Despite promises that torture would be history in the new administration with pulling the shutters on Guantanamo Bay detention centre, US
President Barack Obama has left intact a programme that gives the CIA authority to carry out rendition flights, media reports said on Monday.
In his first few days in office, Obama was lauded for rejecting policies of the Bush era, but it has emerged the CIA still has the authority to carry out renditions in which suspects are picked up and often sent to a third country for questioning, reports the Telegraph.
The practice caused outrage at the EU, after it was revealed the CIA had used secret prisons in Romania and Poland and airports such as Prestwick in Scotland to conduct up to 1,200 rendition flights. The European Parliament called renditions “an illegal instrument used by the United States”.
According to a detailed reading of the executive orders signed by Obama on January 22, renditions have not been outlawed, with the new administration deciding it needs to retain some devices in Bush’s anti-terror arsenal amid continued threats to US national security.
In the executive orders Obama merely promised a review of rendition policy, with the intention of ensuring that suspects were not sent to other countries “to face torture”.
“Obviously you need to preserve some tools — you still have to go after the bad guys,” an administration official told the Los Angeles Times.
“The legal advisers working on this looked at rendition. It is controversial in some circles and kicked up a big storm in Europe. But if done within certain parameters, it is an acceptable practice.”
Khaled Masri, a German citizen, was arrested in Macedonia in 2003 and taken to Afghanistan for five months before the CIA realised it had made a mistake. The Italians sought to prosecute CIA operatives who had arrested Abu Omar, an Egyptian cleric, and flew him to Egypt where he claimed he was tortured.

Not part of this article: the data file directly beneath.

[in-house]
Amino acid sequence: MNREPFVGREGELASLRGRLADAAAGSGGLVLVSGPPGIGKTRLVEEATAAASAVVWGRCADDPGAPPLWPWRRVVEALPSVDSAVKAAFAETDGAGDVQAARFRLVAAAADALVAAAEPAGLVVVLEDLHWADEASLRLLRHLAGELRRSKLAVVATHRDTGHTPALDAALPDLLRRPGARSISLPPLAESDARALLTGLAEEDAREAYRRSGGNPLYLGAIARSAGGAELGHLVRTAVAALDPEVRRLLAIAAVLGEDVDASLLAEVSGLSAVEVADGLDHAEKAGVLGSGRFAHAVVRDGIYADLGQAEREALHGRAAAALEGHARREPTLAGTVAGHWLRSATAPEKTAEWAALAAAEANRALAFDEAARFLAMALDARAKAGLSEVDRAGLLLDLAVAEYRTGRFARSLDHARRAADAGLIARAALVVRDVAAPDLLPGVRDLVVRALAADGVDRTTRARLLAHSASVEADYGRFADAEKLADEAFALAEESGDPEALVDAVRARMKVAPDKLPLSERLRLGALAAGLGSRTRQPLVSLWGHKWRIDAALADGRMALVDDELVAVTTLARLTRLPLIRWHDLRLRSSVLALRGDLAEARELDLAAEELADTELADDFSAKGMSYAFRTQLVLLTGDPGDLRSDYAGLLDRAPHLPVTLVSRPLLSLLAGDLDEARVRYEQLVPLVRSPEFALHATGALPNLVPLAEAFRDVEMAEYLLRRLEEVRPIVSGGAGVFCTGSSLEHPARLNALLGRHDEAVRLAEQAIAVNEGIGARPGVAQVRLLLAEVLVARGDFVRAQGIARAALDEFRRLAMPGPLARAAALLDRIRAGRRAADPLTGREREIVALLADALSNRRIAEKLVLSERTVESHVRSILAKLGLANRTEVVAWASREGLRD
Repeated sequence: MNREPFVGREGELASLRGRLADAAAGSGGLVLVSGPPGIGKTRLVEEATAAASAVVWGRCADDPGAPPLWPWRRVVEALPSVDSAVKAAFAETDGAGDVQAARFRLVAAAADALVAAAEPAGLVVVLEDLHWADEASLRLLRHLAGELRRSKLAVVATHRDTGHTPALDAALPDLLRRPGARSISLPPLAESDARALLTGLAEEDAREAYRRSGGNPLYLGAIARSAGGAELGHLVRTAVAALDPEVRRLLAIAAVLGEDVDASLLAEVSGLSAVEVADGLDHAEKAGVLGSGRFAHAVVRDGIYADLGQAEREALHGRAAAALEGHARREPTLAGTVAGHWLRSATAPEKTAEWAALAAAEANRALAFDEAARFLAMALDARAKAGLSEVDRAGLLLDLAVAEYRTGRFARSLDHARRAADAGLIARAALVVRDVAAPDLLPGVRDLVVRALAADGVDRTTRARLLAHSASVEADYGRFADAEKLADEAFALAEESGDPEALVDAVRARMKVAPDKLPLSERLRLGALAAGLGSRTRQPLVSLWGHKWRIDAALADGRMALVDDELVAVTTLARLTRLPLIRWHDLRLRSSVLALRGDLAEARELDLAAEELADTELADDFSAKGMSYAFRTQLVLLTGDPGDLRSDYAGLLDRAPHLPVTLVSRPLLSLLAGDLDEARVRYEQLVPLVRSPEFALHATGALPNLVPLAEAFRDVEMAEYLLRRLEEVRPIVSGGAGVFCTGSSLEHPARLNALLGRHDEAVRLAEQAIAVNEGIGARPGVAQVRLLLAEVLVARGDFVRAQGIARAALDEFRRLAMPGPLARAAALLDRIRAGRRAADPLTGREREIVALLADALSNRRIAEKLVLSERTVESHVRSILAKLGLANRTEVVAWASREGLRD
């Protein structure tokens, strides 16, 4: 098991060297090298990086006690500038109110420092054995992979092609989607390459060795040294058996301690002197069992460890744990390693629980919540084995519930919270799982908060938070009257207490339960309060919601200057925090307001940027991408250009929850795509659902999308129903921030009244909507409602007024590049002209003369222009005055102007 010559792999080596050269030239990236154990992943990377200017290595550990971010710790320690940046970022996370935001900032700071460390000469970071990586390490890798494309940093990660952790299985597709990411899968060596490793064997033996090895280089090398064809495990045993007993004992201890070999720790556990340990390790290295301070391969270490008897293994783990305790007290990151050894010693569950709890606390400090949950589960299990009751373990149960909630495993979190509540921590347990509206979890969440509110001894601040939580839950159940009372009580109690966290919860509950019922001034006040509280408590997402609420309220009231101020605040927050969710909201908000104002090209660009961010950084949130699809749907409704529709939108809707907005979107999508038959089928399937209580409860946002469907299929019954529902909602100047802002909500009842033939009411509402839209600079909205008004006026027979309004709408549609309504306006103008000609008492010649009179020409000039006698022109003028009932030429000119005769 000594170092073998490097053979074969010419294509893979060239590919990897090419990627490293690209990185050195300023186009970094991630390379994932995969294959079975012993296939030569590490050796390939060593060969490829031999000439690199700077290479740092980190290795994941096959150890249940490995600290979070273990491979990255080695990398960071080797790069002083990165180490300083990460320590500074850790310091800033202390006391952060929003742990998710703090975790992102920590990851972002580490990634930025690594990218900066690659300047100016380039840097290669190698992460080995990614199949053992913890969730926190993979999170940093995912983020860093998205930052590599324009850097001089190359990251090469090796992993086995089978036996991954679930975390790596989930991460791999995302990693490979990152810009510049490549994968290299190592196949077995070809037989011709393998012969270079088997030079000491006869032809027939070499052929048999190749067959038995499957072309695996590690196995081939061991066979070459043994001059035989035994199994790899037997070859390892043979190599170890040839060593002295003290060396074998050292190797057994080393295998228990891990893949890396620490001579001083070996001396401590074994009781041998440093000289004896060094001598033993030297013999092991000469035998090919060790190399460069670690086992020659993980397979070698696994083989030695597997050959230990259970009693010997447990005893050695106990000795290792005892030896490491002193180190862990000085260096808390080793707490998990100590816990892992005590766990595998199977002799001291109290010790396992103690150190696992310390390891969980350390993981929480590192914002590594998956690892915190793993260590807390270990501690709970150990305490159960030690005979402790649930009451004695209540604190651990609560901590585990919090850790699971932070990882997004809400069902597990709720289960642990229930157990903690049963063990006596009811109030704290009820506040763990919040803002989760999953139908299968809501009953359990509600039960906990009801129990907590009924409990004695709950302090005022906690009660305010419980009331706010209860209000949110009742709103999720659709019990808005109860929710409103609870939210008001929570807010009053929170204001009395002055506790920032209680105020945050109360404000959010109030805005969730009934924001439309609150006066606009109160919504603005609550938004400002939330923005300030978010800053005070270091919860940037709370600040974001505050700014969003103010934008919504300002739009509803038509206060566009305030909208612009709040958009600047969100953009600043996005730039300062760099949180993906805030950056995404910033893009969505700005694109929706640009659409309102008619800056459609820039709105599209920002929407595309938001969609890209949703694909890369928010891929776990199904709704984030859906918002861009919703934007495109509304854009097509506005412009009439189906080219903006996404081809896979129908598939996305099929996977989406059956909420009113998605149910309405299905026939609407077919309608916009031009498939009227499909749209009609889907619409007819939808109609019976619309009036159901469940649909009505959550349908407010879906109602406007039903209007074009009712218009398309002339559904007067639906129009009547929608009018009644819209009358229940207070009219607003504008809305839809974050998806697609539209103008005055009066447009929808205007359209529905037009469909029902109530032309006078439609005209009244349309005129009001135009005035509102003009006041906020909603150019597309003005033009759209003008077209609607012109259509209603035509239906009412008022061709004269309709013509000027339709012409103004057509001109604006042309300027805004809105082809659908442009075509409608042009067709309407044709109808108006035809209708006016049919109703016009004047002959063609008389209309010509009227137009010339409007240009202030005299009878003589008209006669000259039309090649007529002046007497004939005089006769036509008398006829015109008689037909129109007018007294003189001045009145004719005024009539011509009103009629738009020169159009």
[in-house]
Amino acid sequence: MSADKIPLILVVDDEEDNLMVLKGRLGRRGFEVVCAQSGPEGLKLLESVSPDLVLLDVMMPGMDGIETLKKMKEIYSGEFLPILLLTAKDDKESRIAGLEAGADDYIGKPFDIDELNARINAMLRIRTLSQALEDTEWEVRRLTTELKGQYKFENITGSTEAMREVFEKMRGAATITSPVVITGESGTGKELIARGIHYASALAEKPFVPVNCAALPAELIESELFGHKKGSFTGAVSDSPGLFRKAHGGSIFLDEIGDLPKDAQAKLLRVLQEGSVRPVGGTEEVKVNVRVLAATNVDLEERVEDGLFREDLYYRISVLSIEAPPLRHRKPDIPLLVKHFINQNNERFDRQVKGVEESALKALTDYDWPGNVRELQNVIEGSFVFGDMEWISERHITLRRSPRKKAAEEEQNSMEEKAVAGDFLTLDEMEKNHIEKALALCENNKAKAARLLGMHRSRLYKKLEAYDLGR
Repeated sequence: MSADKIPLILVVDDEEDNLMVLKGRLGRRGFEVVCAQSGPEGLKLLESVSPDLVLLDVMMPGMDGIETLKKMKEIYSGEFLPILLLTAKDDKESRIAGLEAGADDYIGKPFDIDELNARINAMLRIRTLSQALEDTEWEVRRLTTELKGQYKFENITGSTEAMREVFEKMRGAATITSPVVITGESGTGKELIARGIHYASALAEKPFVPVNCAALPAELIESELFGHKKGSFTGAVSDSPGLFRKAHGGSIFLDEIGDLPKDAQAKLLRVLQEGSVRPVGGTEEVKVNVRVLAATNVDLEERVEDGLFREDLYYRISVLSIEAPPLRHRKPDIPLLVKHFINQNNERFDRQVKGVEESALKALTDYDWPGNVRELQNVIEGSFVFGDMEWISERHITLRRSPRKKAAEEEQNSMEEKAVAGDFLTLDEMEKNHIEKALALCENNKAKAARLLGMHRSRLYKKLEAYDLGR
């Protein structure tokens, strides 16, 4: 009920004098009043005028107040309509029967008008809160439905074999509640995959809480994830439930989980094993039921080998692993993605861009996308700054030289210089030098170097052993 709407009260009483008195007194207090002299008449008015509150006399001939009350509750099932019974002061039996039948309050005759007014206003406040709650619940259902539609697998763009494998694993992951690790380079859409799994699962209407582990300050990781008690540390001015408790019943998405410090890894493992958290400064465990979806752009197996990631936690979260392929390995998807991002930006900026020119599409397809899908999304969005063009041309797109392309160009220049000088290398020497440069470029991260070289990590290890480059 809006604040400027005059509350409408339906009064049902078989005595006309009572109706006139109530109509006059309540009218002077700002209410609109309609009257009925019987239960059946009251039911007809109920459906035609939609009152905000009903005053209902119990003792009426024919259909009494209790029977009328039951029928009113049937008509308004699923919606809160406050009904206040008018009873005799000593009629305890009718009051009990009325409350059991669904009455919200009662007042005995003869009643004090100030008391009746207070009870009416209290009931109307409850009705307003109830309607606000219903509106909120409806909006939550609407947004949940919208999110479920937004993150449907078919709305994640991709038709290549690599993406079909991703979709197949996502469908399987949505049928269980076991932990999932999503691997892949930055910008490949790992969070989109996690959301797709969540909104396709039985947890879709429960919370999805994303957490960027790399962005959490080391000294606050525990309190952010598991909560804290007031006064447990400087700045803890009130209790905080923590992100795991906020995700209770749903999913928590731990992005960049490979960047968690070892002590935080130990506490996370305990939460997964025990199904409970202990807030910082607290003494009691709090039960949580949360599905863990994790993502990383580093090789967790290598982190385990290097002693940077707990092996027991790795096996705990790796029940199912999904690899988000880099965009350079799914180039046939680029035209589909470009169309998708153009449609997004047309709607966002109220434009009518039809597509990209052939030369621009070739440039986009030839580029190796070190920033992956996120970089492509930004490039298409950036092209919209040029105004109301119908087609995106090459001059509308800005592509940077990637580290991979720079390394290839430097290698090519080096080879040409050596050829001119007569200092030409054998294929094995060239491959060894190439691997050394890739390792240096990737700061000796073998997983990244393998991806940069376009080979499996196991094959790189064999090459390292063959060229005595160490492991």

Render the legal advisers who consider it acceptable.
Update: There is a claim that rendition to countries that torture will actually be stopped, after all. The CIA will still play body snatcher, but New York attorney Scott Horton writing below for Harper’s says torture and long detentions are not involved in such ordinary renditions. ( I wonder if, when they snatch people, the are ever tempted to dress up in alien costumes?) Nevermind.
The Los Angeles Times just got punked. Its description of the European Parliament’s report is not accurate. (Point of disclosure: I served as an expert witness in hearings leading to the report.) But that’s the least of its problems. It misses the difference between the renditions program, which has been around since the Bush 41 Administration at least (and arguably in some form even in the Reagan Administration) and the extraordinary renditions program which was introduced by Bush 43 and clearly shut down under an executive order issued by President Obama in his first week.
… The extraordinary renditions program involved the operation of long-term detention facilities either by the CIA or by a cooperating host government together with the CIA, in which prisoners were held outside of the criminal justice system and otherwise unaccountable under law for extended periods of time. A central feature of this program was rendition to torture, namely that the prisoner was turned over to cooperating foreign governments with the full understanding that those governments would apply techniques that even the Bush Administration considers to be torture. This practice is a felony under current U.S. law, but was made a centerpiece of Bush counterterrorism policy.
The earlier renditions program regularly involved snatching and removing targets for purposes of bringing them to justice by delivering them to a criminal justice system. It did not involve the operation of long-term detention facilities and it did not involve torture. There are legal and policy issues with the renditions program, but they are not in the same league as those surrounding extraordinary rendition. Moreover, Obama committed to shut down the extraordinary renditions program, and continuously made clear that this did not apply to the renditions program. … – harpers
Who is policing the police? You look at something like this and you have to wonder: what are the checks and balances that keep a rogue person or group from torturing prisoners for fun or profit?